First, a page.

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Proposed settlement would use $2.9 million in insurance money from Freedom Industries for projects benefiting the public

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A proposed settlement filed Friday, July 18 in the Freedom Industries class action lawsuit would use $2.9 million in insurance proceeds to fund projects for the public good, like assessing the long-term consequences of the Jan. 9 chemical spill that contaminated drinking water in a nine-county region of southern West Virginia.

Thousands of gallons of a chemical known as MCHM escaped a storage tank at Freedom Industries’ Eltowah terminal Jan. 9 and spilled into the Elk River, contaminating drinking water for roughly 300,000 area residents.

Powell & Majestro's Anthony Majestro, lead counsel for the class, said the proposed settlement addresses 24 pending complaints against Freedom Industries. It does not impact claims against other companies, including Eastman Chemicals and West Virginia American Water Company, he said.

“We started with 300,000 people who suffered some sort of injury as a result of the spill – maybe they bought water, they had medical claims or lost wages, or businesses that lost income,” Majestro said. “(But) Freedom Industries is in bankruptcy with extremely limited assets.”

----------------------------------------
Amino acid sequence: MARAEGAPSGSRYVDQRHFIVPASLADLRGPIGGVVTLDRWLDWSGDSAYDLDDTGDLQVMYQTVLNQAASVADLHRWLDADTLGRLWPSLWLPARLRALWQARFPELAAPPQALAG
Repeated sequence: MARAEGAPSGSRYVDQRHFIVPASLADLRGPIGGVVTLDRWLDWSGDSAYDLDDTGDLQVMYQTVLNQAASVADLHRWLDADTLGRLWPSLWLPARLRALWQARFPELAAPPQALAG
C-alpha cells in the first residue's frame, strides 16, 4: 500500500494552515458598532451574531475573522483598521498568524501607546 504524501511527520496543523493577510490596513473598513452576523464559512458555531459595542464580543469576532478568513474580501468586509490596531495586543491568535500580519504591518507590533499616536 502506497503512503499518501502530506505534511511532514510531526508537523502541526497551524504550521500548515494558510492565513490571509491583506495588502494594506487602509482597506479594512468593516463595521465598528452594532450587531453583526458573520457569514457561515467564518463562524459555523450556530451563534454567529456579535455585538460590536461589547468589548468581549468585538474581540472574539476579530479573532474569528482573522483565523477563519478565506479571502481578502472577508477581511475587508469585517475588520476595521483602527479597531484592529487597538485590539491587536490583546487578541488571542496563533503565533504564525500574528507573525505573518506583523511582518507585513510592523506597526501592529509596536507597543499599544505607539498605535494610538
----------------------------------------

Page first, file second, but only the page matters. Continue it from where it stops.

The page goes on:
The $3 million in insurance money divided among 300,000 class members would have amounted to less than $10 each, after administrative fees were deducted.

“We had discussions with our clients and we talked to a lot of people in the community, nobody was interested in a check (that small)... so we looked for something better to do with the money,” Majestro said. “We also found out people have a lot of unanswered questions – what is chemical, what can it do to the body, what has it done to the water pipes. Individually, people don’t have the resources (to get those answers).

“We figured by taking this $2.9 million we could provide money to get answers to questions, and that would benefit the entire community much more than a very small check would.”

He said individuals who choose to opt out of the settlement can still receive their share of the proceeds, which would be about 1 percent minus administrative expenses.

The agreement also stipulates that the attorneys will not receive any of the insurance money, he added.

“That’s how strongly we feel this is a good deal,” he said. “We’re asking people to take their share and put it to use for the community benefit and we feel strongly enough about this settlement that we’re willing to do the same thing, and not ask for any fees. Part of it is that it's just the right thing to do and the other part is that the lawyers involved in prosecuting this case lived through it, too. We have a personal interest in making sure the right thing is done, in addition to a professional interest in doing what’s best for the class.”

The agreement must be approved by the district court as well as bankruptcy court. Majestro said they’ll also have to get the bankruptcy court to lift a stay on new civil suit filings so a settlement class complaint can be filed.

“In this case, the only entity getting released ... is Freedom Industries itself. No other person or company is being released. All those other companies potentially responsible for the class losses will still remain,” he said.

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